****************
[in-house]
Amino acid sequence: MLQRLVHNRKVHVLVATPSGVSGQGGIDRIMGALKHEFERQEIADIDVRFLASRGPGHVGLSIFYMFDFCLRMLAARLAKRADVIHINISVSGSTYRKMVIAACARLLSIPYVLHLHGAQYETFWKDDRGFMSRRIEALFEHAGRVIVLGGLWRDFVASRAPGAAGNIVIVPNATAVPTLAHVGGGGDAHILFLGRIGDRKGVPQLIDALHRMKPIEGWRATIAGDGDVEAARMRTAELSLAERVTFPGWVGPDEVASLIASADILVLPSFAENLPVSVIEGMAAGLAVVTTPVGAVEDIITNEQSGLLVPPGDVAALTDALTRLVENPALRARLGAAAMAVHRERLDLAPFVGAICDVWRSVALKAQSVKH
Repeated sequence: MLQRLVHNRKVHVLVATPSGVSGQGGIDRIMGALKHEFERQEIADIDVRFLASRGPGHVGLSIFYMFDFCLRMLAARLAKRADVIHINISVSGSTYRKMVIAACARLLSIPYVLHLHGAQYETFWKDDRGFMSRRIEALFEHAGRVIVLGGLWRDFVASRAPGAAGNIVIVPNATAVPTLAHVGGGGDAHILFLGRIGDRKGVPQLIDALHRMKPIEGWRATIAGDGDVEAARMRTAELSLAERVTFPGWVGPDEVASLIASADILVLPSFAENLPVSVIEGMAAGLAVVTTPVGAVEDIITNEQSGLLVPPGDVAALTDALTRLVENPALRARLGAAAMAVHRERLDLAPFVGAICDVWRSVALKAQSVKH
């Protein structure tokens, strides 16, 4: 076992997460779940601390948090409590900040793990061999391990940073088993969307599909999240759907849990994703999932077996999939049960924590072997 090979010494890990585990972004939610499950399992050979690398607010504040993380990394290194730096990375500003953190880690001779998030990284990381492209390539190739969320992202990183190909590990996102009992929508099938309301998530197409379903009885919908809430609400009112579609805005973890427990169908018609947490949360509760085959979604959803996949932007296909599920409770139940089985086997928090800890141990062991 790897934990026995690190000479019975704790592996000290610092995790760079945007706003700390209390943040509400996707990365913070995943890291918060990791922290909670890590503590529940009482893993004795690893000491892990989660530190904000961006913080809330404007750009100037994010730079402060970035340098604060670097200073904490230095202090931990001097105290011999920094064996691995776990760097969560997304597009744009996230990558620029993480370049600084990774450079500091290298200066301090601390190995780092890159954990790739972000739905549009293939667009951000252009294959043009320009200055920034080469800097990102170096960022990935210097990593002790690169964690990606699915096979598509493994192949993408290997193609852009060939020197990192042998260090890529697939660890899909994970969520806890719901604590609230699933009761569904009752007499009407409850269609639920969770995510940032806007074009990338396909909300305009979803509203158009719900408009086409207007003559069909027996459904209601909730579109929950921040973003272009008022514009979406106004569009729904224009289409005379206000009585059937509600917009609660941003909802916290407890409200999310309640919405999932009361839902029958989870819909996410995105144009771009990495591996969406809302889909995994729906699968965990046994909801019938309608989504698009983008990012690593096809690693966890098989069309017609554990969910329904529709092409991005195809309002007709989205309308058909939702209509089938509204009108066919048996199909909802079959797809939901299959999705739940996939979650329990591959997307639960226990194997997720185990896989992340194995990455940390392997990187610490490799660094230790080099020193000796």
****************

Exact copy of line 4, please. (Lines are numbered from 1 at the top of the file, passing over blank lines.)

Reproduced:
């Protein structure tokens, strides 16, 4: 076992997460779940601390948090409590900040793990061999391990940073088993969307599909999240759907849990994703999932077996999939049960924590072997 090979010494890990585990972004939610499950399992050979690398607010504040993380990394290194730096990375500003953190880690001779998030990284990381492209390539190739969320992202990183190909590990996102009992929508099938309301998530197409379903009885919908809430609400009112579609805005973890427990169908018609947490949360509760085959979604959803996949932007296909599920409770139940089985086997928090800890141990062991 790897934990026995690190000479019975704790592996000290610092995790760079945007706003700390209390943040509400996707990365913070995943890291918060990791922290909670890590503590529940009482893993004795690893000491892990989660530190904000961006913080809330404007750009100037994010730079402060970035340098604060670097200073904490230095202090931990001097105290011999920094064996691995776990760097969560997304597009744009996230990558620029993480370049600084990774450079500091290298200066301090601390190995780092890159954990790739972000739905549009293939667009951000252009294959043009320009200055920034080469800097990102170096960022990935210097990593002790690169964690990606699915096979598509493994192949993408290997193609852009060939020197990192042998260090890529697939660890899909994970969520806890719901604590609230699933009761569904009752007499009407409850269609639920969770995510940032806007074009990338396909909300305009979803509203158009719900408009086409207007003559069909027996459904209601909730579109929950921040973003272009008022514009979406106004569009729904224009289409005379206000009585059937509600917009609660941003909802916290407890409200999310309640919405999932009361839902029958989870819909996410995105144009771009990495591996969406809302889909995994729906699968965990046994909801019938309608989504698009983008990012690593096809690693966890098989069309017609554990969910329904529709092409991005195809309002007709989205309308058909939702209509089938509204009108066919048996199909909802079959797809939901299959999705739940996939979650329990591959997307639960226990194997997720185990896989992340194995990455940390392997990187610490490799660094230790080099020193000796």